The first thing I think you need is a way to get the boat to steer itself for at least short periods of time if not continuously. I have been working on a few self-steering systems. See my self steering page for details. Basically it is a finely adjustable tiller lashing. An autopilot is a good addition but a bit pricey. I think you need the 2nd tier of autopilot to properly handle the boat and they run in the $500-$600 range. I would get one that had NMEA connections, had a wind drive option, and could handle a boat 50% heavier then a P26. Sometimes when I'm motoring and need (or want) to be on the foredeck I set up the self steering unit and loop each jib sheet over the end of the tiller and around the backs of the winches. From the fordeck I pull the port sheet to steer right, the starboard to steer left. This works great for tweaking the course while handling the headsail or just getting away from the engine noise.
Winches & Sheet Control
Self-tailing winches are nice to have but are very costly ($600-$800 for a suitable pair). My P26 has #8 1 speed Lewmar's and I have always found them to be plenty of power for all my sheeting needs (unless I am flying too much sail, but then the problem is not with the winches). If I were to upgrade to self-tailers they would be #16 (unless I came across a great deal of course). I added a simple pair of cam cleats ahead of the winches to take the jib sheets after they come off the winch. It's easy to put the sheet in and they are out of the way in a spot on the coaming where you can't sit anyway. The cost was a bit less then $40. The cleats can handle about 400lbs. There better not be anything close to that coming off the winch. I added the cam cleats recently and so far they have been excellent. I should have done it years ago.
Lines Led Aft
It is usually automatically assumed that to singlehand you must run all lines aft (halyards, topping lift, reefing, vang, etc). I do think there is some advantage for singlehanding in leading some lines aft but there may be some that are better left at the mast. For those that are run aft I would want to maintain a way of handling them at the mast (keep some cleats and a winch on the mast). When I drop my asymmetric spinnaker I steer off on a broad reach with the main out and spinnaker sheeted in so it collapses in the lee of the main. I release the tack and bring it down at the shrouds. Having the spin halyard led aft would make this operation more difficult. Headsail changes are also more difficult if you need to run back to the cockpit. And I don't see much utility in leading a halyard for a roller furling sail aft. You just end up with a big coil of line in the cockpit that you never touch.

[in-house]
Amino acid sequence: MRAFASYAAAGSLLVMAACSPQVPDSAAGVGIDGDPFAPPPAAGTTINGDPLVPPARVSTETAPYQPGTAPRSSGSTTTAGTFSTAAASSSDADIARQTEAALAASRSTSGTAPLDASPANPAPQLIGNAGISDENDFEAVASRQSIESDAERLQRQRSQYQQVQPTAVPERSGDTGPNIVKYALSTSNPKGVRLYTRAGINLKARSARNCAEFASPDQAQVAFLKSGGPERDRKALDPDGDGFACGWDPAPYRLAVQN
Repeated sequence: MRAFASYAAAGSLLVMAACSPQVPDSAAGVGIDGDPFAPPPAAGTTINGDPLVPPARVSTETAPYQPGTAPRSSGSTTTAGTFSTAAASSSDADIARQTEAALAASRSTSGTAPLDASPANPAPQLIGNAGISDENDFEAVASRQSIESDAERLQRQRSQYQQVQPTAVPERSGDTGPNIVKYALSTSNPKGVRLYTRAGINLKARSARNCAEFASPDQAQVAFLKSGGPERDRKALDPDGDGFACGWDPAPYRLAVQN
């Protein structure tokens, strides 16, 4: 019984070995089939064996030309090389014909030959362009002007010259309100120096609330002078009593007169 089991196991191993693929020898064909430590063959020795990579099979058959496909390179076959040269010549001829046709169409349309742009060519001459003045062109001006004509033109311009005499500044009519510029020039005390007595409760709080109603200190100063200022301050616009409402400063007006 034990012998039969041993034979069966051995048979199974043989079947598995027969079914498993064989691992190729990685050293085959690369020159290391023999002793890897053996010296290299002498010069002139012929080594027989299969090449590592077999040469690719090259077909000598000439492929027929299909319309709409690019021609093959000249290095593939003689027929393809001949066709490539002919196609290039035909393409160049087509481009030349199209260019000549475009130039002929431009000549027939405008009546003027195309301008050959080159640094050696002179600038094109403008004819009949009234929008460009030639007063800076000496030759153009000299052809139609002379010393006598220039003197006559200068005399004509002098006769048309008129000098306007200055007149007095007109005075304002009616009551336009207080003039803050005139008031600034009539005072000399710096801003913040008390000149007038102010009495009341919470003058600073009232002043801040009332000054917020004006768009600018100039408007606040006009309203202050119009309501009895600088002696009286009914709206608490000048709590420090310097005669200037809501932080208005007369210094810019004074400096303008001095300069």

A roller furling can make singlehanding a lot simpler. A good reliable unit with a sail that is partially reefable seems to me to be a good way to go. I think a 130% is a good size sail for a roller on the P26. It could probably roll down to 100 or 90% fairly well. As you roll in a roller sail they tend to get a bit baggy and the center of effort is a bit higher then you typically want for a small sail. They are not terrible good upwind partly rolled either. When they are rolled way in they seem to be pretty flat but the center of effort is very high. I am a bit skeptical of rollers for those new to sailing. It does make things easier but I wonder if these new sailors will ever learn to tie a bowline or learn to work on the foredeck underway. And when a sail change is required they are working with much less experience. And there is the cost. A good roller and proper roller sail could set you back around $2,600 for the P26. That's out of my price range but I wouldn't reject a boat that came with one.
Tuff Luff Head Foil
Instead of a roller furling I put on a Tuff Luff headfoil (#1206, about a 30' length) for about $400, and another $100 to put a luff tape on each of my headsails (3 of them). The Tuff Luff has twin grooves and uses the same luff tape as a roller so I could switch over someday without additional expense on my existing sails (except a uv strip for the one I leave on). The leading reason I got the Tuff Luff was so I could do running headsail changes. The P26 main is pretty small and the boat is typically underpowered without a jib. I can raise the new sail on the inside of the old, tack and drop the old sail on the inside of the new one. In some situations I can raise the new sail on the outside and drop the old one without tacking. This is all done with lots of control and little loss of speed. I can also run double headsails for downwind sailing. The Tuff Luff may not be right for everyone but it works well for me.
Bringing the Headsail Down - Jib Downhaul
With a hanked on headsail a downhaul can be rigged to bring the sail down from the cockpit. You need about 60 feet of line. Tie it to the head of the sail with the halyard, lead it through a block at the stem fitting and back to the cockpit. When you're ready to bring the sail down you take the boat head to wind, release the halyard and take in the downhaul. The sail will come down on the foredeck. It might be good to have some netting on the forward lifelines to keep the sail on the boat. I don't use a downhaul. When the luff of my headsails comes down out of the foil there is nothing to contain it. I have brought the headsail down while heaving to and while locking the tiller while head to wind. I have a double length of shock cord tied form the forward stanchion to the base of the pulpit. On it there is a plastic hook that I set on a small padeye on the other side of the deck.